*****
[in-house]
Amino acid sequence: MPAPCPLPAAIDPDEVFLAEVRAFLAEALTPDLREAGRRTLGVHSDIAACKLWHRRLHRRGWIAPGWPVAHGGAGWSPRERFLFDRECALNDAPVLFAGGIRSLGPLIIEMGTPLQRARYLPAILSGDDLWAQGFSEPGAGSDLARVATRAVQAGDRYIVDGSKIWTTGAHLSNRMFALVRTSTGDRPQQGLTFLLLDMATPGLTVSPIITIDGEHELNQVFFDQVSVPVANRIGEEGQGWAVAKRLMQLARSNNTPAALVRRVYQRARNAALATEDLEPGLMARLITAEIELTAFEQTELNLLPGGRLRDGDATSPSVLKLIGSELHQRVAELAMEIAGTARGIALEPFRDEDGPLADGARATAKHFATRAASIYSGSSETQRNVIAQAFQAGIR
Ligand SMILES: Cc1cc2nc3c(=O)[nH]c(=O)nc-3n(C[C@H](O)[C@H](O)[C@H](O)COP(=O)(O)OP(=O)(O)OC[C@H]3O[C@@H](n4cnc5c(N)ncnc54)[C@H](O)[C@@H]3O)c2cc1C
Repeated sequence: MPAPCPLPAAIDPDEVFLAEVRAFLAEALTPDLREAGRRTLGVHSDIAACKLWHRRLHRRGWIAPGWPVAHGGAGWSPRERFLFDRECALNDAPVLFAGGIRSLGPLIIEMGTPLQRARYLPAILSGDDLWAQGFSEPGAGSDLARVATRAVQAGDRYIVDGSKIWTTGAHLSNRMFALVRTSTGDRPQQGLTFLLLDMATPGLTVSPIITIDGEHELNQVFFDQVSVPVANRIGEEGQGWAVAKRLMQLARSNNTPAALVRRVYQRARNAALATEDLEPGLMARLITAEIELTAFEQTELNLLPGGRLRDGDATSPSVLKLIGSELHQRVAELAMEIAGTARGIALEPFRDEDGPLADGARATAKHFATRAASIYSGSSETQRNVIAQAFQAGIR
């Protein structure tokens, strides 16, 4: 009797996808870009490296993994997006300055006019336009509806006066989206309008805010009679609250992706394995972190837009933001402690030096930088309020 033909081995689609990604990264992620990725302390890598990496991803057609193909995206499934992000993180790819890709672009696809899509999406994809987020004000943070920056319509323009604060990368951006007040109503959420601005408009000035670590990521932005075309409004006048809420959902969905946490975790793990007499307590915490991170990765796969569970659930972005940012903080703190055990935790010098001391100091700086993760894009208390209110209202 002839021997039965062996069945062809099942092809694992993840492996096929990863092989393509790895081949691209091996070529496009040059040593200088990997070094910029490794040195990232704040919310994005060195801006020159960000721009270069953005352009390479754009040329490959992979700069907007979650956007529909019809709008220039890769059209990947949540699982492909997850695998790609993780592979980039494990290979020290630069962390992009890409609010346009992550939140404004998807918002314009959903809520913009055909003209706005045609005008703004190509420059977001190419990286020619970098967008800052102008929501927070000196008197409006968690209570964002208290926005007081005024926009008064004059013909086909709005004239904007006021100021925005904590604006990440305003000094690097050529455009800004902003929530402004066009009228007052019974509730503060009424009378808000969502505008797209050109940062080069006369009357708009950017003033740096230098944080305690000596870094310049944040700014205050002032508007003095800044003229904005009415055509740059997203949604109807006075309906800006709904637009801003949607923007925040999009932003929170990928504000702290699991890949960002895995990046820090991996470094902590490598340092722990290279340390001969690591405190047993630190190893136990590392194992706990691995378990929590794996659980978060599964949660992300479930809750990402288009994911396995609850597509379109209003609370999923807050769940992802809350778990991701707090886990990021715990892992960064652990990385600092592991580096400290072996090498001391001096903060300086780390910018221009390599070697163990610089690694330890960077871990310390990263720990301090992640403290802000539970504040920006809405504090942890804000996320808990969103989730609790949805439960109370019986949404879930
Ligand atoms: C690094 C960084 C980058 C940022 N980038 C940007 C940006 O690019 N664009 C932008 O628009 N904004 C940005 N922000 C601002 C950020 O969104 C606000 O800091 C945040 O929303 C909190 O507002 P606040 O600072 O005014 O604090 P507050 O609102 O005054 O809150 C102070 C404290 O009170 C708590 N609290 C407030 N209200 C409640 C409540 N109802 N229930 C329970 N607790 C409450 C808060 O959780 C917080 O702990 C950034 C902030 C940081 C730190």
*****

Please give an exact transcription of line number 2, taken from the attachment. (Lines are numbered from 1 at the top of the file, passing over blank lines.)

Amino acid sequence: MPAPCPLPAAIDPDEVFLAEVRAFLAEALTPDLREAGRRTLGVHSDIAACKLWHRRLHRRGWIAPGWPVAHGGAGWSPRERFLFDRECALNDAPVLFAGGIRSLGPLIIEMGTPLQRARYLPAILSGDDLWAQGFSEPGAGSDLARVATRAVQAGDRYIVDGSKIWTTGAHLSNRMFALVRTSTGDRPQQGLTFLLLDMATPGLTVSPIITIDGEHELNQVFFDQVSVPVANRIGEEGQGWAVAKRLMQLARSNNTPAALVRRVYQRARNAALATEDLEPGLMARLITAEIELTAFEQTELNLLPGGRLRDGDATSPSVLKLIGSELHQRVAELAMEIAGTARGIALEPFRDEDGPLADGARATAKHFATRAASIYSGSSETQRNVIAQAFQAGIR